One Hundred Views of Fuji

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The One Hundred Views of Fuji, or Fugaku hyakkei, is a three-volume set of illustrated books designed by Katsushika Hokusai and published by Eirakuya Tôshirô in 1834 to 1849. It has been described as representing an example of the highest quality of block-cutting and printing in the Edo period.

The first two volumes were published in 1834 and 1835 respectively. However, due to the Tenpô Famine, the third volume was delayed until 1849, when it was published as part of a unified edition (of all three volumes in one).

Following Hokusai's death, Eirakuya published a new unified edition in 1860 with recut grey blocks and added pink colors. In 1875, he issued a new unified edition again, this time reverting back to the original colors and sedate tones. The reasons for this return to the original appearance are unknown, but were presumably in response to market demand.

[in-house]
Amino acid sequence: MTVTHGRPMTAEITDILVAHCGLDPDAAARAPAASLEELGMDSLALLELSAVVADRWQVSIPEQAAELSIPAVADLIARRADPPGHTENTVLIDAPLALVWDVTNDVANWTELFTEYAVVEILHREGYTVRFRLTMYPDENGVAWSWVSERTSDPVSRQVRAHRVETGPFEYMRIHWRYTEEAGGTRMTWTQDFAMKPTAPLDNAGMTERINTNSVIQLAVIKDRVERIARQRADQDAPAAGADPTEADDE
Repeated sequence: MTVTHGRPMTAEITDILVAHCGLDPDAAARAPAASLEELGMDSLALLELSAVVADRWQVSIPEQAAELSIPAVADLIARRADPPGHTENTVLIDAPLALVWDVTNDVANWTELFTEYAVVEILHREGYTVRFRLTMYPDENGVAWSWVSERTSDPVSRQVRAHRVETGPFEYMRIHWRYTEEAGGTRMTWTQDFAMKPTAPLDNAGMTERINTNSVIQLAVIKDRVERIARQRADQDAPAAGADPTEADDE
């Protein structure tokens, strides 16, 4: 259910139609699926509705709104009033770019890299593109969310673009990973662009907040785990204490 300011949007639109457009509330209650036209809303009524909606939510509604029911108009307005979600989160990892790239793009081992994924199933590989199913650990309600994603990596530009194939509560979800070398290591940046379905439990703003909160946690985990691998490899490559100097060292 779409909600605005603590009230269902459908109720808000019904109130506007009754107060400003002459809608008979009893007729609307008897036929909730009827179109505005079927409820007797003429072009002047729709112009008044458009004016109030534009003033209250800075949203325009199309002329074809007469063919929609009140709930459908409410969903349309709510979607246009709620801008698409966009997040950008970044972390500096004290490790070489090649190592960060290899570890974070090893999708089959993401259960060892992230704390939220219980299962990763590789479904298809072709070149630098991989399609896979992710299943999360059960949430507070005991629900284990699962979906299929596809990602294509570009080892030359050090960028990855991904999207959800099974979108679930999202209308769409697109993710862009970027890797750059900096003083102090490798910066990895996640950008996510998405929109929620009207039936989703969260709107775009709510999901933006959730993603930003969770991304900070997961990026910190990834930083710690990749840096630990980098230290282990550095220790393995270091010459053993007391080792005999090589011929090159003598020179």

The volumes themselves include numerous images of Mt. Fuji as seen from various vantage points and famous sites, in various seasons. However, they also include images of deities associated with the mountain, historical figures such as En no Gyôja (believed to be the first to climb to the peak), images of people ascending and descending the mountain in groups, and images of the chaos and destruction wreaked by Mt. Fuji's 1707 eruption.


  • Ellis Tinios, "Hokusai: The Name that Sold Books," lecture, UC Santa Barbara, 24 April 2018.